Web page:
A hearing panel of the Canadian Investment Regulatory Organization (CIRO) has published its decision and reasons for fining Dejan Ristovski $100,000 and throwing Ristovski out of the industry permanently after the dealing representative, also a bank employee at the time, borrowed from a client before opening multiple accounts in the client’s name for his own use.

The hearing panel found that Ristovski misappropriated funds and engaged in personal financial dealings with a client which gave rise to a conflict of interest that he did not address or disclose. The hearing panel also determined that Ristovski failed to cooperate with the regulator’s investigation.

In addition to the ban and fine, the former dealing representative was also assessed investigation costs in the amount of $11,000. 

Ristovski was registered in Alberta as a dealing representative between June 2011 and March 2021 when he was terminated by CIBC Securities Inc.  

When one of his clients, identified as TM in the decision documents, reported that she’d received an email indicating that a line of credit account at the bank in her name had an overdue payment outstanding, the bank launched an investigation which revealed that her name had been used to create a line of credit (LOC), a debit card for the LOC, a checking account and a Visa card.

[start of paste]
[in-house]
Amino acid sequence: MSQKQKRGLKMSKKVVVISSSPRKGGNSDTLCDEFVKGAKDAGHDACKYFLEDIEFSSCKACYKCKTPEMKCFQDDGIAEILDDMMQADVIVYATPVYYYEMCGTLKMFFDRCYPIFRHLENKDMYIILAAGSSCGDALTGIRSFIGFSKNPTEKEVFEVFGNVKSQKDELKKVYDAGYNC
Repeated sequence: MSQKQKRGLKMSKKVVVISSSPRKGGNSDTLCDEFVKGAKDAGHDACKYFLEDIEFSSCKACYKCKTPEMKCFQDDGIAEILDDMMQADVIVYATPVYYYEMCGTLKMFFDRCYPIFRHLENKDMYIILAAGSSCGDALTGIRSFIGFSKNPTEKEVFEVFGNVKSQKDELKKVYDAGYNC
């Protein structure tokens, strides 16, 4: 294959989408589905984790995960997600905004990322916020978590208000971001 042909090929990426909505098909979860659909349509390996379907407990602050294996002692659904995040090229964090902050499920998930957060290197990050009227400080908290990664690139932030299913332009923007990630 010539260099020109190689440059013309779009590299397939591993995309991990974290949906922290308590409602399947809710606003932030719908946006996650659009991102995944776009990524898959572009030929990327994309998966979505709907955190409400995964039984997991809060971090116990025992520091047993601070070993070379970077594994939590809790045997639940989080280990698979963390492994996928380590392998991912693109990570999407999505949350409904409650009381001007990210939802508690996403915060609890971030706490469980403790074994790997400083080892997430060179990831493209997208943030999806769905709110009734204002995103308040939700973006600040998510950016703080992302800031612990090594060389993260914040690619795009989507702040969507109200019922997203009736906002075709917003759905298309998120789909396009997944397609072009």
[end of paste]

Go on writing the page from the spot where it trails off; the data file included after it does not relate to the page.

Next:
“The bank interviewed the respondent on March 2nd, 2021 and he generally admitted to opening the bank products fraudulently,” the decision states. “The bank investigation also indicated that the respondent supplied his own home address on the bank products in order to avoid detection of the scheme. He also admitted during the bank interview to using this tactic.” 

Between August 2017 and February 2021 he withdrew $29,300.25, repaying $24,669.30 to keep the LOC from going into default. When it was closed by the bank, the LOC had a balance of $8,226.92 left owing. Similarly, the credit card had a balance of $508 when it was cancelled. As for the bank account, Ristovski reportedly made $9,500 in overdraft withdrawals, but made deposits of $10,810 during the same time period, as well.

During the bank’s investigation, it was also noted that Ristovski transferred $10,925 to TM. When asked about the transactions, he admitted to borrowing money from the client, despite knowing that this was prohibited.

Ristovski did not participate in the hearing regarding his conduct.